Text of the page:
• The metaverse could generate a $1 trillion annual revenue opportunity, according to a recent report from Grayscale
  • Virtual property is a kind of NFT that represents ownership of a piece of land in the metaverse

A plot of land in the popular play-to-earn video game, Axie Infinity, recently sold for $2.3 million. The following week, virtual real estate developer, Republic Realm, said it had purchased a piece of property in The Sandbox for $4.3 million.

Digital property sales are notching never-before-seen highs as investors pile millions of dollars into real estate in the metaverse.

Axie Infinity co-founder Jeffrey Zirlin told Blockworks in an email that the recent sale of the plot of land, which was worth 550 ETH, makes perfect sense as people’s “digital lives are starting to take more importance in relation to [their] physical lives.”

“In the future the majority of people will be found mingling in virtual environments which will still need to mirror the physical world in some aspects,” Zirlin said.

For the uninitiated, Axie Infinity is a blockchain-based world where users can earn crypto rewards that can later be sold on exchanges. But the Axie homeland, called Lunacia, is divided into tokenized plots of land which act as homes or bases of operation for players, according to Zirlin. Therefore, virtual property can represent a non-fungible token (NFT) that represents ownership of a certain piece of land in the metaverse. 

One buyer, who previously purchased a plot of land for $1.5 million, described their investment as “the Hamptons of digital real estate.”

“The transition and blend from real life to digital events has increasingly accelerated, leading to the formation of digitally native nations. I believe having ownership in such nations has an addressable market that is far greater than the real world,” the virtual landowner, who goes by “Flying Falcon” online, told Blockworks.

High-risk investment 

In a rapidly evolving, growing — and at times volatile — space, virtual land could also be considered a high-risk investment choice, Zach Aarons, a general partner at real-estate tech VC firm MetaProp, told the Wall Street Journal

“If I buy a building for 40 ETH, and then ethereum goes from $4,000 to $100, that’s a fundamental risk that I’m not really taking when I’m buying a piece of physical real estate,” he said to the Journal, who first reported Republic Realm’s $4.3 million investment.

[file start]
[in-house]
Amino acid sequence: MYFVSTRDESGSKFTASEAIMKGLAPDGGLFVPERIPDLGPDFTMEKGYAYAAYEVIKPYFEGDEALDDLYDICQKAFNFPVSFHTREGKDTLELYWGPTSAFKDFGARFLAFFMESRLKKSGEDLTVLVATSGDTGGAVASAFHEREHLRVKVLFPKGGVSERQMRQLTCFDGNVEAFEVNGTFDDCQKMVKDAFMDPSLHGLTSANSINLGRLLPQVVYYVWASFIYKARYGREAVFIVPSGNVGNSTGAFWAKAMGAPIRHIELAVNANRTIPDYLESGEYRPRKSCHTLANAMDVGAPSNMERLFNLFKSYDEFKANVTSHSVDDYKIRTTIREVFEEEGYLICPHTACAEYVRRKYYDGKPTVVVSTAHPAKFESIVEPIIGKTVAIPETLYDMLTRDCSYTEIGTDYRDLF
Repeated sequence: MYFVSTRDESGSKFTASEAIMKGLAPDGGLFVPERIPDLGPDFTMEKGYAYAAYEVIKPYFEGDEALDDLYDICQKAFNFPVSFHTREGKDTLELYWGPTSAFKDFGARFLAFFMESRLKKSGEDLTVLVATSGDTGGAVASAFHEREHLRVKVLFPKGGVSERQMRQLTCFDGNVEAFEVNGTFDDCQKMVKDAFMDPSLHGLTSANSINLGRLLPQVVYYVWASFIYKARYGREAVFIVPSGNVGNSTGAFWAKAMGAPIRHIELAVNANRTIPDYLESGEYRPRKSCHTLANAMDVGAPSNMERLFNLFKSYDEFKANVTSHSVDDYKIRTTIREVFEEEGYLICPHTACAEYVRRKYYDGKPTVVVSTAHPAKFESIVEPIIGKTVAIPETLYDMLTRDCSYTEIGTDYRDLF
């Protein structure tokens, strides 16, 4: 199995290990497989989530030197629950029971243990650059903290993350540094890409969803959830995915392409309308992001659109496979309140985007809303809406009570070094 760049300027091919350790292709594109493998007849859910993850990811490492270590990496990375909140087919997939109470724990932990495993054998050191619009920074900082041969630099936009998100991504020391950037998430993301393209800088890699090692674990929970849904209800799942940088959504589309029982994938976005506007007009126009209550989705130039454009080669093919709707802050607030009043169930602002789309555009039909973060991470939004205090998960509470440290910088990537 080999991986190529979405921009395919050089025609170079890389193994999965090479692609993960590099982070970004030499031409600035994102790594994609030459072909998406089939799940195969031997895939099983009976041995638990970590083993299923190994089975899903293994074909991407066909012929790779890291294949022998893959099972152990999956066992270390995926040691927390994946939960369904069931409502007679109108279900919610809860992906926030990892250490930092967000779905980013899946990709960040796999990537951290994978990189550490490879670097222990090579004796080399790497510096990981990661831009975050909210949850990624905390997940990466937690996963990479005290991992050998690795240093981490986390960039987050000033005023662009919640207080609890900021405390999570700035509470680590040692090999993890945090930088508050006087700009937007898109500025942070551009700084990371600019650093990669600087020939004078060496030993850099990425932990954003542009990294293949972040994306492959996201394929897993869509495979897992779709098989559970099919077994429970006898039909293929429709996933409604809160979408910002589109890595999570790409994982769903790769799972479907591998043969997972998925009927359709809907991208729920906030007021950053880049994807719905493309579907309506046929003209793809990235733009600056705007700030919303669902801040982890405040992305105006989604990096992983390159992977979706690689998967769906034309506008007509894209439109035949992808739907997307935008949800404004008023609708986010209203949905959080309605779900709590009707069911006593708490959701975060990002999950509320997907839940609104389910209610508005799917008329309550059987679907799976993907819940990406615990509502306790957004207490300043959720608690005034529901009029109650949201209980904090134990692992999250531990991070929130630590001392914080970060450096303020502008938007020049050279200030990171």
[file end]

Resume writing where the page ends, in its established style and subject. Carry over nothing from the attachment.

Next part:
But the metaverse could still generate a $1 trillion annual revenue opportunity, according to a report from crypto asset management firm Grayscale in November. 

Source: Grayscale

There’s even a “Zillow for the metaverse” now, a New York-based startup called Parcel. The niche marketplace allows users to connect their digital wallet such as MetaMask and bid on properties in virtual worlds like Decentraland, Cryptovoxels and others. 

“Blockchain is the first time where it’s a fully global market,” co-founder Noah Gaynor told Blockworks in an interview. “I actually think things in the metaverse and crypto in general have this premium because you have liquidity from all over the world.”

“Not every single person in the world can buy Apple stock, but practically everyone with an internet connection can buy a piece of virtual land. There’s a lot more players chasing the same assets,” he said.

Gaynor added that the future of real estate investment has a huge growth opportunity in the metaverse, citing the potential for digital landowners to put up billboards on their property to make passive income.

“We believe these virtual worlds will have thriving economies just like the physical world,” he said. 

When asked how to respond to skeptics who question how a virtual piece of property could be worth millions, Gaynor responded: “At the end of the day, it’s just supply and demand, right? Someone’s willing to pay that much for it, then that’s what it’s worth. [It’s the] same as bitcoin or any other asset.”


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  • Morgan Chittum is a New York-based reporter covering NFTs, the metaverse, play-to-earn gaming and other emerging Web3 tech for Blockworks. Previously she was a street reporter, covering crime at New York Daily News, and a media and journalism fellow at the Poynter Institute. Contact Morgan via email at [email protected]